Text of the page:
Lost in Palm Oil
Palm oil, used to produce biofuel, is being billed as a sustainable solution to the world's energy problems. But does it deserve its reputation?
Palm oil, used to produce biofuel, is being billed as a sustainable solution to the world's energy problems. According to an EU directive, by 2030 all petrol must contain at least 20% biofuel. But does palm oil deserve its 'green' reputation? What are the human and environmental costs of the explosion in palm oil plantations? This week's documentary investigates how palm oil cultivation is contributing to global warming. It reveals how indigenous tribes are being forced from their land, rivers and water supplies polluted and rainforests destroyed by a rapacious palm oil industry.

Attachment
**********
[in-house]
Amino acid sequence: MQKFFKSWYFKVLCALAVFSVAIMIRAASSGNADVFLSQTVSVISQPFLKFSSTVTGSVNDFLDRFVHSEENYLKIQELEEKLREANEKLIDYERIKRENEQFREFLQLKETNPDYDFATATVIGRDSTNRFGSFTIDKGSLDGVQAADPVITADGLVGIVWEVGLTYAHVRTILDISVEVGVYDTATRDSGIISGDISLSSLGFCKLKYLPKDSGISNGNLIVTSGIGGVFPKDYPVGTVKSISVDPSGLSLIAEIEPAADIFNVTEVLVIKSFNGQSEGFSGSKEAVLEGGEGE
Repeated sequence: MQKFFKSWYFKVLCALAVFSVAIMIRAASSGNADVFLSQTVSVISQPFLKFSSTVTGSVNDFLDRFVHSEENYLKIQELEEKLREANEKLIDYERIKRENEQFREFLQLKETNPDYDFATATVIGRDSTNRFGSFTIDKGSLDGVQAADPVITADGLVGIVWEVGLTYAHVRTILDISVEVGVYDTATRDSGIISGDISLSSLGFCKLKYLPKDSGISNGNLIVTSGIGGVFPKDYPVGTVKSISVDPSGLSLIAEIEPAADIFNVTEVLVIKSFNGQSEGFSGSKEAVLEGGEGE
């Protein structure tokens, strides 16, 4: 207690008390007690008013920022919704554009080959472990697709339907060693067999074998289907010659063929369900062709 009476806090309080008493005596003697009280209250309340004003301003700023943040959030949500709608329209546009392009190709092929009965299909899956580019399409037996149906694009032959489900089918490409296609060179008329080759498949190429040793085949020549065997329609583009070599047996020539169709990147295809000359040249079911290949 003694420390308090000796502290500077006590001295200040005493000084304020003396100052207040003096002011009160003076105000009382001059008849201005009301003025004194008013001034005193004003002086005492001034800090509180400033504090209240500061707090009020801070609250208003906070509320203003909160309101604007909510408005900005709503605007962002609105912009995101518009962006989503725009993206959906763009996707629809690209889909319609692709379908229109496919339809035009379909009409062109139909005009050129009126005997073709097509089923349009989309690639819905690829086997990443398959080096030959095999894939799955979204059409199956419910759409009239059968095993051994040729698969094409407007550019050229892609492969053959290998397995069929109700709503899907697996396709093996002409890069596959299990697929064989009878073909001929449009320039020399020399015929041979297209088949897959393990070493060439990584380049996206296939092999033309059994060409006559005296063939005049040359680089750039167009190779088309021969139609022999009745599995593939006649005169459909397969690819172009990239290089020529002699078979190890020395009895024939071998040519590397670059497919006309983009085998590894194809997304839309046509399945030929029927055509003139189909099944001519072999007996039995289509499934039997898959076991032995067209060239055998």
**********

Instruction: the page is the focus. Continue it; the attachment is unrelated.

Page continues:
"Stop chopping down our forest. We can't allow them to cut another tree", laments Din Perulak, head of the Orang Rimba tribe. "The forest which sustained us has completely disappeared." Every day, thousands of hectares of rainforest in Sumatra are cleared to make way for palm oil plantations. International investors plan on turning an area the size of the United Kingdom into palm oil monocultures. "It pains us to watch how the forests are being destroyed forever", states Din Perulak. For the Organ Rimba people, the loss of the rainforest doesn't simply mean an end to their traditional way of life. The forest is sacred to them and they firmly believe they are predestined to care for it. "It's as if our mother is dying". Now, with no forest to sustain them, Din Perolak and his clan are forced to beg food from local farmers. The palm oil boom has robbed them of their dignity and the basis of their livelihood. The quickest way to claim forests for plantations is by slash and burn. "Yes, in Indonesia the forest is burning", admits Daud Dharsono, deputy director of palm oil producer Sinar Mas. This method of clearing releases billions of tonnes of carbon dioxide into the atmosphere, contributing to global warming. Once the trees are gone, the damp peat of the forest floor is exposed to the sun, releasing yet more carbon dioxide. Indonesia is now the world's third largest producer of greenhouse gases. The destruction of the rainforests is an environmental disaster that scientists believe is irreversible. But it's not the only environmental problem caused by palm oil monocultures. Phosphates from fertilisers leach into rivers and lakes, polluting the water supply and making it impossible to grow anything else. Endangered animals like orang-utans are losing their last remaining habitats. And toxic pesticides used on the plantations have been linked with the deaths of a million people worldwide. Many monocultures are planted on land stolen from local people. I'm furious. These palm oils are on my land but I don't get anything from the harvest", complains one farmer. "They simply came and took our woodlands away from us". This is confirmed by the deputy mayor of Sarolongun. "These land conflicts are due to the way the investors operate." In a landmark ruling, Sinar Mas, was forced by the government to return stolen land. But it is now attempting to force farmers to pay for the palm oil plantations illegally cultivated on their land. But victories against the industry are rare. When forest is converted to plantations; "the local population doesn't benefit at all", complains Din Perulak. Some people get a few weeks work planting the monocultures. Then the work dries up and all that's left is a huge palm tree desert. A dead forest without animals or people. For the foreign investors, backed by EU subsidies, there's a fortune to be made from this green gold. It's the people of Sumatra who stand to lose everything.FULL SYNOPSIS